Crested pigeon (Ocyphaps lophotes)
|Also known as:||crested bronzewing, crested dove, saddleback pigeon, topknot pigeon, top-knot pigeon, toppy, whistle-winged pigeon, wire-wing|
|Synonyms:||Columba lophotes, Geophaps lophotes|
|Size||Length: 32.5 - 35.5 cm (2)|
|Weight||120 - 230 g (2)|
- The crested pigeon is one of only two Australian pigeon species with a long, erect crest on its head.
- When the crested pigeon takes off in alarm, its wings make a characteristic whistling sound that may alert others in the flock to danger.
- During the breeding season, the male crested pigeon performs a display flight and courts the female with a ‘bowing’ display.
- The crested pigeon has expanded its range as habitat clearance and artificial water sources have made more areas suitable for it.
The crested pigeon is classified as Least Concern (LC) on the IUCN Red List (1).
The crested pigeon (Ocyphaps lophotes) is a relatively large, stocky pigeon with a highly distinctive appearance. As its name suggests, this species is easily recognised by its long, black, pointed crest, which is usually held erect (2) (3).
Most of the crested pigeon’s body is light grey, with pinkish sides to the neck and breast. The wings are marked with conspicuous black bars and have bright metallic purple and green patches, with white fringes to the feathers (2) (3). The crested pigeon has a long, brownish-black tail that has a slight greenish gloss above and a broad white band at the tip. Its underwings are silvery-grey, with white underwing-coverts (2).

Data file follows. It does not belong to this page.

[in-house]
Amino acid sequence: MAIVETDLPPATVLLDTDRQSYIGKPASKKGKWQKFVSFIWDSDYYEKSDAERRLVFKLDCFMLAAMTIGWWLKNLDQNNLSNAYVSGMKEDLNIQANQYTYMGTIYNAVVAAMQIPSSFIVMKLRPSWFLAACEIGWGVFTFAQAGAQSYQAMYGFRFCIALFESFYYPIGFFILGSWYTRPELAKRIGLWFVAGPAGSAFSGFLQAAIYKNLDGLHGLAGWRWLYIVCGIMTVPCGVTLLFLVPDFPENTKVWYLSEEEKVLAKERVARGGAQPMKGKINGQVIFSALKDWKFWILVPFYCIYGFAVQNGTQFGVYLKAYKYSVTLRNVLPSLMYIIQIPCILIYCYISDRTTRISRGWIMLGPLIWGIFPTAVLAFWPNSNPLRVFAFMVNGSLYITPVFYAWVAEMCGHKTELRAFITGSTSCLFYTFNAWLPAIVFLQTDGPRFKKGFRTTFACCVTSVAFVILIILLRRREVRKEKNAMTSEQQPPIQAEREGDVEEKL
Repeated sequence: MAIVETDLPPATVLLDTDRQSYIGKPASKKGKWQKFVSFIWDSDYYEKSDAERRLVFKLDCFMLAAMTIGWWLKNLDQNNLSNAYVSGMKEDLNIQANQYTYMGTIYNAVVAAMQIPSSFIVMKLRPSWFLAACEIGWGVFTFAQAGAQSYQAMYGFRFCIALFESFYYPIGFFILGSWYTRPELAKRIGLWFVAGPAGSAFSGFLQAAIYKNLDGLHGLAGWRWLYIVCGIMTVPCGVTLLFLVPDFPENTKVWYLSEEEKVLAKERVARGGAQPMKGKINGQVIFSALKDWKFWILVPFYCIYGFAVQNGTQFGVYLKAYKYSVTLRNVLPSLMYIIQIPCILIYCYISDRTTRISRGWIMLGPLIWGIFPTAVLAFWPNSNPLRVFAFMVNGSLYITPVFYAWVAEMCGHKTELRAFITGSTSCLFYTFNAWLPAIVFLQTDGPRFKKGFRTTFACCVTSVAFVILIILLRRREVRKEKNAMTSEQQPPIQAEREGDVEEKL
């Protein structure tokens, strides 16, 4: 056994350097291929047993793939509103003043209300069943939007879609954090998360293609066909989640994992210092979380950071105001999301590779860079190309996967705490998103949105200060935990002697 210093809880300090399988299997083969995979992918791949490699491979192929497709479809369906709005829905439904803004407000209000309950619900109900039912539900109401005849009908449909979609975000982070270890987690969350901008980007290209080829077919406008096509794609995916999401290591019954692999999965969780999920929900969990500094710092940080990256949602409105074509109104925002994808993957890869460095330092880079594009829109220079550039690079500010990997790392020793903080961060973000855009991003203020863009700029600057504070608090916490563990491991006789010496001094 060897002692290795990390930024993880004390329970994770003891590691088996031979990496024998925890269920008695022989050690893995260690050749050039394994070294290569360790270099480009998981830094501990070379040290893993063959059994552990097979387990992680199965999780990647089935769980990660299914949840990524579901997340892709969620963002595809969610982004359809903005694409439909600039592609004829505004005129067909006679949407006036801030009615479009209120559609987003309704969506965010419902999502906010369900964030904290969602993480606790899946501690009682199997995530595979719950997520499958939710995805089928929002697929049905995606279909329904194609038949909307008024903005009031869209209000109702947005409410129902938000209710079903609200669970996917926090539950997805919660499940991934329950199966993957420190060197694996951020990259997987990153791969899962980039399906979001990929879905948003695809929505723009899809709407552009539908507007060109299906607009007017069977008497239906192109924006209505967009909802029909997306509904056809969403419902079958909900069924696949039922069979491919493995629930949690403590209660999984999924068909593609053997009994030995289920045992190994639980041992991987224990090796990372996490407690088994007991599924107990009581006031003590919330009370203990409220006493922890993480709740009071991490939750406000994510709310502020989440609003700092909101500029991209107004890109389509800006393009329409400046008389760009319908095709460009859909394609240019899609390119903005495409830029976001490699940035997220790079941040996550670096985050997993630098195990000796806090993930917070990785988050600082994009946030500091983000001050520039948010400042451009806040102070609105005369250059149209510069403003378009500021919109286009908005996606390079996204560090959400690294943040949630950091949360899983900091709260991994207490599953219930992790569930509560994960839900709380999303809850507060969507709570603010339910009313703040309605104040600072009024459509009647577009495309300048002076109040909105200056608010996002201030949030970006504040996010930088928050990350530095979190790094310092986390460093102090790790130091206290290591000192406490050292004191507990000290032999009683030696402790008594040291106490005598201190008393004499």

The crested pigeon’s bill is blackish with a grey base, while its eyes are orange-yellow to orange-red (2) and are surrounded by a ring of pinkish-red skin (2) (3). This species’ legs and feet are pinkish-red. The male and female crested pigeon are similar in appearance, but juveniles have duller, browner plumage, a shorter crest and much less iridescence on the wings. The juvenile crested pigeon can also be recognised by its blue-green eyes, the bluish-grey ring of skin around each eye, and its greyish-pink legs and feet (2).
Two subspecies of crested pigeon are recognised, Ocyphaps lophotes lophotes and Ocyphaps lophotes whitlocki, with the latter having a much narrower white tip to the tail and more iridescent purple and blue on its uppertail (2). The crested pigeon is one of only two Australian pigeon species to have an erect crest on its head. It can be distinguished from the other species, the spinifex pigeon (Geophaps plumifera), by its larger size, greyer plumage and lack of distinctive facial markings (3).